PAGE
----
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Johanna Foster Receives National Recognition from AAUP

Johanna Foster, Ph.D., Associate Professor of Sociology, Endowed Chair in Social Ethics, and President of The Faculty Union at Monmouth University (FAMCO), received the 2022 Marilyn Sternberg Award from the American Association of University Professors (AAUP).

According to the AAUP, the award was established in 1981 and recognizes the AAUP member “who best demonstrates concern for human rights, courage, persistence, political foresight, imagination, and collective bargaining skills.”

“This is such a meaningful award to me, and I was really so surprised and humbled,” said Foster.

“Dr. Foster’s courage, persistence, and collective bargaining skills are exemplified in her work as both as chief negotiator during our recent contract negotiations and as president of FAMCO,” explained Maryanne Rhett, Professor of History and Vice President of FAMCO. “She has led FAMCO toward a culture of active member-led unionism and was instrumental in many recent Union successes.”

“Dr. Foster is a caring professor who upholds academic standards in and out of the classroom,” added Robert Scott, Professor of Economics, Finance, and Real Estate. “She works hard to promote the well-being of her colleagues as well as Monmouth University. I have known Dr. Foster for 17 years and she’s always behaved professionally and approached issues, whether research or in other capacities, with intelligence and a strong sense of ethics.”

“Dr. Foster, in my opinion, loves Monmouth University and will always do what’s best in the interest of her students and colleagues,” he continued. “I do not believe Dr. Foster has a selfish bone in her body.”

Foster attributes the AAUP’s interest in Monmouth University to the recent focus on social justice organizing, which she referred to as a “model of bargaining for the common good.”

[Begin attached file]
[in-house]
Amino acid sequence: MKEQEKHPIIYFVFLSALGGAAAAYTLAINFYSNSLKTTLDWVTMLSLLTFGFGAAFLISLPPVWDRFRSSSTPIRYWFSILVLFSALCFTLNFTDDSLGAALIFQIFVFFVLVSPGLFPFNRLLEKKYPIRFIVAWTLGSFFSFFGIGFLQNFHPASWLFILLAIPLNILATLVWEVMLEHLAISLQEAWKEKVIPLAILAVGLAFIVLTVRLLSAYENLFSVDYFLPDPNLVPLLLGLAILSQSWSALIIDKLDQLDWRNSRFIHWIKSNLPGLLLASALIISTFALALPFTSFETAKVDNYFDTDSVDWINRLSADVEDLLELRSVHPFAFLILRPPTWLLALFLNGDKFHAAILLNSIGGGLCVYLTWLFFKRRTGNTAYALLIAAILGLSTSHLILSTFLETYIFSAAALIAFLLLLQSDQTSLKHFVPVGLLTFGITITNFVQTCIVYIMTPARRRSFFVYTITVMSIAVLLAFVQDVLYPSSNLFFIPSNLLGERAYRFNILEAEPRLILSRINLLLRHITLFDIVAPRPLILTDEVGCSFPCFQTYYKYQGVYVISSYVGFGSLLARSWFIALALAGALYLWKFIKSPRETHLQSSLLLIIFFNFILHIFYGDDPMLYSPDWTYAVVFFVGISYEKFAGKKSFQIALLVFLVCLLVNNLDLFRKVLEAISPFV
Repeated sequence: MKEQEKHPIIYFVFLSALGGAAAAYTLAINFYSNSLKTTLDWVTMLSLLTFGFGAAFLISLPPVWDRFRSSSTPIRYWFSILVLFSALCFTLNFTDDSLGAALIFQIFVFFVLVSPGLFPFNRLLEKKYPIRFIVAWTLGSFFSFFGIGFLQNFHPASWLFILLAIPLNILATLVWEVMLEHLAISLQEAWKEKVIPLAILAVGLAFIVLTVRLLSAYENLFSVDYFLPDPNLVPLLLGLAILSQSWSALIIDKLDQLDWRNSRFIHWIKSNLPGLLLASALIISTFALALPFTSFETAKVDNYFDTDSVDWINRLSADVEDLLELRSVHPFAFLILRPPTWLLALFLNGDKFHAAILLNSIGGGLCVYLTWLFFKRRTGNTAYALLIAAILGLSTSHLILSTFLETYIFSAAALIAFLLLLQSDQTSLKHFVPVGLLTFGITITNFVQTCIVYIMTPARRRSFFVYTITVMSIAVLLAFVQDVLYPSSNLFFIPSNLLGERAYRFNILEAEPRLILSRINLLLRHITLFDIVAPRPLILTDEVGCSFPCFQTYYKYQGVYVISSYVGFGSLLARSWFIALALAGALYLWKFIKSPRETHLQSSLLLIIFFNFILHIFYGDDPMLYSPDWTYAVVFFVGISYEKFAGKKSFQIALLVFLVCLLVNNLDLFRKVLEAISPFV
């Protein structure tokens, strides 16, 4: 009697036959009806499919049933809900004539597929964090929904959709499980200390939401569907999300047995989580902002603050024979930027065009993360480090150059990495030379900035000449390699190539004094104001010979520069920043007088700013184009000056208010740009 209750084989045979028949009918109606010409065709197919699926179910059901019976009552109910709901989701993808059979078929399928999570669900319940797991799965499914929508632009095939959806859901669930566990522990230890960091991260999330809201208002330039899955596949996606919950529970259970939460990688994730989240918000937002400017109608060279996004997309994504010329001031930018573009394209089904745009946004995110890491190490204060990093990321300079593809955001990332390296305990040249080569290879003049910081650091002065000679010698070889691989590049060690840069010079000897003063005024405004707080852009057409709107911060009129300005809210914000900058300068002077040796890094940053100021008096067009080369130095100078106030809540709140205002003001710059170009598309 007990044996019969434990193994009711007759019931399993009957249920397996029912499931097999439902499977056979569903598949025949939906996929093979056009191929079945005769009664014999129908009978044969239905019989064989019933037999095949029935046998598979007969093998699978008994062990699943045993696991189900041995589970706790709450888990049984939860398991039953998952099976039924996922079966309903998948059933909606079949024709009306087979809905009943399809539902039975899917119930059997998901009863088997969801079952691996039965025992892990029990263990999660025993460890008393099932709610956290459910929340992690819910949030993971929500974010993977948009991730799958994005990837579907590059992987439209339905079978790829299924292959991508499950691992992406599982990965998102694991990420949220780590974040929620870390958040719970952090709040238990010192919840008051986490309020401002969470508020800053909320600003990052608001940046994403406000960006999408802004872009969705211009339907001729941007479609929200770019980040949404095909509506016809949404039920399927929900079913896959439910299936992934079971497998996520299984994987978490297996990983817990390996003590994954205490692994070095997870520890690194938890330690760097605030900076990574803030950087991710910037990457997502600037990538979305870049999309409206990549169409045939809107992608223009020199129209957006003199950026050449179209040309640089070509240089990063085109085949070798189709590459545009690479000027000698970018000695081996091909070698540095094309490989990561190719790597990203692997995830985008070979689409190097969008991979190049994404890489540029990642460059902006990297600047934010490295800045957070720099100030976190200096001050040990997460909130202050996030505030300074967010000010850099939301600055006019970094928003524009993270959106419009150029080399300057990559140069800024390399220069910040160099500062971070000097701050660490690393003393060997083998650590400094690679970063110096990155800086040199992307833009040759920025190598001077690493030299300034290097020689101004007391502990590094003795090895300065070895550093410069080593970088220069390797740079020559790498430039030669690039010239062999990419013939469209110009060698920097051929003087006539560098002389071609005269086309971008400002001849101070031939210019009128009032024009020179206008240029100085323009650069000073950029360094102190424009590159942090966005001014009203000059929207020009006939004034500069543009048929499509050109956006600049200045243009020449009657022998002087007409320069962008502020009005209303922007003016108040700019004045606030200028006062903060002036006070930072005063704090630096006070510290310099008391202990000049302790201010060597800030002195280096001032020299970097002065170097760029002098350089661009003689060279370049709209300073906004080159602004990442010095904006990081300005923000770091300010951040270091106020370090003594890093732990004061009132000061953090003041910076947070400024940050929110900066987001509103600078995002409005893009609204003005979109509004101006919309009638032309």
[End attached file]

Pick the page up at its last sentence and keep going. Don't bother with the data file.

“It’s a philosophy and practice of unionism that focuses not only on the traditional worker issues of salaries and benefits, which are so key, but also on issues of equity and democracy that also impact employees, their families, and our communities more broadly,” she explained. FAMCO has recently taken on issues of equity and diversity in faculty hiring and promotion so that students can benefit from having a racially and ethnically diverse faculty. Gender salary equity and supporting faculty and students in feminized academic disciplines have been other areas of focus for the faculty union.

“As we know that professors’ working conditions are our students’ learning conditions, we have worked closely with our MU Faculty Council to protect the academic mission, keeping a close eye on larger trends that can hurt students, such as the imposition of for-profit companies in the non-profit university space,” said Foster.

“I imagine the AAUP has also appreciated that the Monmouth faculty chapter works closely with staff unions on issues like protecting campus health and safety for all, and also on making sure all of our employees have quality and affordable healthcare,” she continued. “The faculty union and the Monmouth administration were able to agree on a strong contract this year that recognized the value of faculty’s work, and I know the AAUP was particularly pleased by that outcome.”

Foster’s work spans beyond the Monmouth University community. One of her primary research focuses is the mass incarceration crisis in the US and the interconnected problems of race, class and gender inequality. Foster has worked with female students at the Edna Mahan Correctional Facility for Women as a professor in an in-prison college setting for almost twenty years. She was recently appointed to the Edna Mahan’s Board of Trustees by Governor Phil Murphy.

“Dr. Foster’s concern for human rights is evident in her work as a scholar of racial, class, and gender inequality and in her position as the Helen Bennett McMurray Endowed Chair in Social Ethics in the Department of Political Science and Sociology,” added Rhett. “To this end, moreover, she helped to develop the precursor to the New Jersey Scholarship and Transformative Education in Prisons initiative, which helps incarcerated individuals pursue a college degree and is currently the coordinator of the Monmouth University Academic Exchange program. In this program, college students living in New Jersey state prisons study together in combined classes inside the facilities.”

“Even though my name is on it, I see it as a statement of the collective good work that MU faculty and staff have been doing together during the pandemic to serve our students in such tough times. I’m thrilled to know that shared work has put Monmouth on AAUP’s map of engaged chapters,” concluded Foster.